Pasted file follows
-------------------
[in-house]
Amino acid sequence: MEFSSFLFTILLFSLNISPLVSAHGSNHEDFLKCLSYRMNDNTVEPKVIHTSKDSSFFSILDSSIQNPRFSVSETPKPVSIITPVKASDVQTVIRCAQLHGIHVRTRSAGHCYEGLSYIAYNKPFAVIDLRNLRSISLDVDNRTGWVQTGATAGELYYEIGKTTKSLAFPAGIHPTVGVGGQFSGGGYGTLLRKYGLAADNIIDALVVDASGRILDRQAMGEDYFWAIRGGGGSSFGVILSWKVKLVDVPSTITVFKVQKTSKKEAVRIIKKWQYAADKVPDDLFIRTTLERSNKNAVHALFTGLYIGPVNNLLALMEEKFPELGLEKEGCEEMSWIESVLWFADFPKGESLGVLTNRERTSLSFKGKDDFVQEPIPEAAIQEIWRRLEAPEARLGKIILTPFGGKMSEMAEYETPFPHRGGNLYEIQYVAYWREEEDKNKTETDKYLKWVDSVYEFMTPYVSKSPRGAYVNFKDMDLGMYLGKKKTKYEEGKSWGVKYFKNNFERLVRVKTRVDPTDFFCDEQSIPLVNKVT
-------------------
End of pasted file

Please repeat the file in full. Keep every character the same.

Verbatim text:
[in-house]
Amino acid sequence: MEFSSFLFTILLFSLNISPLVSAHGSNHEDFLKCLSYRMNDNTVEPKVIHTSKDSSFFSILDSSIQNPRFSVSETPKPVSIITPVKASDVQTVIRCAQLHGIHVRTRSAGHCYEGLSYIAYNKPFAVIDLRNLRSISLDVDNRTGWVQTGATAGELYYEIGKTTKSLAFPAGIHPTVGVGGQFSGGGYGTLLRKYGLAADNIIDALVVDASGRILDRQAMGEDYFWAIRGGGGSSFGVILSWKVKLVDVPSTITVFKVQKTSKKEAVRIIKKWQYAADKVPDDLFIRTTLERSNKNAVHALFTGLYIGPVNNLLALMEEKFPELGLEKEGCEEMSWIESVLWFADFPKGESLGVLTNRERTSLSFKGKDDFVQEPIPEAAIQEIWRRLEAPEARLGKIILTPFGGKMSEMAEYETPFPHRGGNLYEIQYVAYWREEEDKNKTETDKYLKWVDSVYEFMTPYVSKSPRGAYVNFKDMDLGMYLGKKKTKYEEGKSWGVKYFKNNFERLVRVKTRVDPTDFFCDEQSIPLVNKVT